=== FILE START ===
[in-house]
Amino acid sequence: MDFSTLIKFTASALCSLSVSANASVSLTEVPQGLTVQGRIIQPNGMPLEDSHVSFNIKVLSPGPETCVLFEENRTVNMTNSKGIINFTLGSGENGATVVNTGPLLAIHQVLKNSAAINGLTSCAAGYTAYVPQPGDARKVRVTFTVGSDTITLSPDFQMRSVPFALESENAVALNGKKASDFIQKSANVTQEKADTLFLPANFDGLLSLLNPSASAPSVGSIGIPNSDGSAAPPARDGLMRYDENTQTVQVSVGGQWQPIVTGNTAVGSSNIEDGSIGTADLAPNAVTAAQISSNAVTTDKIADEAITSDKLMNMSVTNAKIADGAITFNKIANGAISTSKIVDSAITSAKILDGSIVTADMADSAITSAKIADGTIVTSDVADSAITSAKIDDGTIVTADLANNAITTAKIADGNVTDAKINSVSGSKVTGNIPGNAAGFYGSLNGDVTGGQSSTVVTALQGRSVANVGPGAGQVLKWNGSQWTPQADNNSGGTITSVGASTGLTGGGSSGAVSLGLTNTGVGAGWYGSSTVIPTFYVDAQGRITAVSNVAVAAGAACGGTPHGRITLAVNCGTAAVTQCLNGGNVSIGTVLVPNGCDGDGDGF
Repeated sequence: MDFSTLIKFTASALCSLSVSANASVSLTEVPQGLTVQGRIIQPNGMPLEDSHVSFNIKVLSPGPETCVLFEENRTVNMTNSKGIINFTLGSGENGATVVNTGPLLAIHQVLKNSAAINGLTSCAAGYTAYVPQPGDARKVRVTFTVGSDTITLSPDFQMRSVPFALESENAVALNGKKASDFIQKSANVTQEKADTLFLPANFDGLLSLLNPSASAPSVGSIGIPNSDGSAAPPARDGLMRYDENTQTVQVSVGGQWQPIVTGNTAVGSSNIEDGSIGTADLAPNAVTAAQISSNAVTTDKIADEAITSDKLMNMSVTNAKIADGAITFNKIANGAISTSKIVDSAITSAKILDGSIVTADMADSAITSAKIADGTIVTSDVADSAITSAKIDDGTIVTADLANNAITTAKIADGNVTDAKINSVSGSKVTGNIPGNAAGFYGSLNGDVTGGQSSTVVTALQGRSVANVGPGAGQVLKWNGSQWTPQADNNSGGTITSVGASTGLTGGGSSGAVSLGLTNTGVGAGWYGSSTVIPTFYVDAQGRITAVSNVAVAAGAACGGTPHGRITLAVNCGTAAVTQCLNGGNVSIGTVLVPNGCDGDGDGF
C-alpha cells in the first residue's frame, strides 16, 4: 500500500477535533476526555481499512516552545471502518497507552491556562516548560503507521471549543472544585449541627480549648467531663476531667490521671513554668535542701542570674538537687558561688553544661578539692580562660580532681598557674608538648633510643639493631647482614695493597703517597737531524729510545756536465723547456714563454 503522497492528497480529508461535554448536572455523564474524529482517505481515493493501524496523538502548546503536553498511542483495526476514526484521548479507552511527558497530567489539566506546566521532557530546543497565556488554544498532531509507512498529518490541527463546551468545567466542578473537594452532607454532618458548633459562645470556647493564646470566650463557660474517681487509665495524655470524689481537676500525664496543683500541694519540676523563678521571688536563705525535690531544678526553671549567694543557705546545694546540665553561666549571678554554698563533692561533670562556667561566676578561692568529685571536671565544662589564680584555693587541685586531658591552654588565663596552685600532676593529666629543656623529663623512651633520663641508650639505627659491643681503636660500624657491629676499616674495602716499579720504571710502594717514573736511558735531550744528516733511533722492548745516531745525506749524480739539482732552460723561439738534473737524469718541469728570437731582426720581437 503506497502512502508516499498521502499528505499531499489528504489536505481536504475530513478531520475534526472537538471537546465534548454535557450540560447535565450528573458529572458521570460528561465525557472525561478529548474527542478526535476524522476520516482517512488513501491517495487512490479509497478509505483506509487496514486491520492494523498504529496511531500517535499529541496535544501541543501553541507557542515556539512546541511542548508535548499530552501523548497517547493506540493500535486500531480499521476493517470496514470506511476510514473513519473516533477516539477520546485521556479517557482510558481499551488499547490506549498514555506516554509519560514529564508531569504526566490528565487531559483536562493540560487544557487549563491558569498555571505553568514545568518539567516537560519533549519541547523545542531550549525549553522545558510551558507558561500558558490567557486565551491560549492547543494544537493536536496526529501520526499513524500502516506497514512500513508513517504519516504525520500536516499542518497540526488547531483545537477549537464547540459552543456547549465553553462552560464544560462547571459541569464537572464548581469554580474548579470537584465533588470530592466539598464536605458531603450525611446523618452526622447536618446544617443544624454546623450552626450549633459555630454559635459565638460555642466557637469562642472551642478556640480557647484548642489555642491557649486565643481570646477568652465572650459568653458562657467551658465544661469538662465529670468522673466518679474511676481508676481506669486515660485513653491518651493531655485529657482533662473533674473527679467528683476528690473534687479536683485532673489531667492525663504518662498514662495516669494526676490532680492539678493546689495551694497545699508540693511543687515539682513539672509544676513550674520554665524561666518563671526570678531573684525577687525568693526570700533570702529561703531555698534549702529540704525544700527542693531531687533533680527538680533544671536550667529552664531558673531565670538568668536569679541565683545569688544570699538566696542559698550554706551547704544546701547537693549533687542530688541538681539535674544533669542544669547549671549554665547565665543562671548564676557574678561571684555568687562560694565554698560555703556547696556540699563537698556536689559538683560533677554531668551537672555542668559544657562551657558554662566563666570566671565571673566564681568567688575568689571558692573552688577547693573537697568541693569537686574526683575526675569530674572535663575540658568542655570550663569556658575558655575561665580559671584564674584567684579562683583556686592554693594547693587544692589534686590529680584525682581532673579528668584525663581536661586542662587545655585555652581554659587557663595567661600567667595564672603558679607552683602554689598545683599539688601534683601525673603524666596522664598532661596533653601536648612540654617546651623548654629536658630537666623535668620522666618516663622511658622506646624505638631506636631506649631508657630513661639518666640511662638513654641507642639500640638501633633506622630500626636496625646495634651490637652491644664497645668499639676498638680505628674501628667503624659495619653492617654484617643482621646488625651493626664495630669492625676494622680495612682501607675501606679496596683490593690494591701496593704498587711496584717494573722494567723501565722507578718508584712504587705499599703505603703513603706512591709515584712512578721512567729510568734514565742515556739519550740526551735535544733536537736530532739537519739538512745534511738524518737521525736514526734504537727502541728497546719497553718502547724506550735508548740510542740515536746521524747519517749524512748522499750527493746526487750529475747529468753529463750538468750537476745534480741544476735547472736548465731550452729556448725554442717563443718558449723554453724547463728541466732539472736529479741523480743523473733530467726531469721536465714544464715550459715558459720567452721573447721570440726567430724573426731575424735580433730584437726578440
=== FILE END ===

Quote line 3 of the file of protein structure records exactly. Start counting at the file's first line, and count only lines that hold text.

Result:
Repeated sequence: MDFSTLIKFTASALCSLSVSANASVSLTEVPQGLTVQGRIIQPNGMPLEDSHVSFNIKVLSPGPETCVLFEENRTVNMTNSKGIINFTLGSGENGATVVNTGPLLAIHQVLKNSAAINGLTSCAAGYTAYVPQPGDARKVRVTFTVGSDTITLSPDFQMRSVPFALESENAVALNGKKASDFIQKSANVTQEKADTLFLPANFDGLLSLLNPSASAPSVGSIGIPNSDGSAAPPARDGLMRYDENTQTVQVSVGGQWQPIVTGNTAVGSSNIEDGSIGTADLAPNAVTAAQISSNAVTTDKIADEAITSDKLMNMSVTNAKIADGAITFNKIANGAISTSKIVDSAITSAKILDGSIVTADMADSAITSAKIADGTIVTSDVADSAITSAKIDDGTIVTADLANNAITTAKIADGNVTDAKINSVSGSKVTGNIPGNAAGFYGSLNGDVTGGQSSTVVTALQGRSVANVGPGAGQVLKWNGSQWTPQADNNSGGTITSVGASTGLTGGGSSGAVSLGLTNTGVGAGWYGSSTVIPTFYVDAQGRITAVSNVAVAAGAACGGTPHGRITLAVNCGTAAVTQCLNGGNVSIGTVLVPNGCDGDGDGF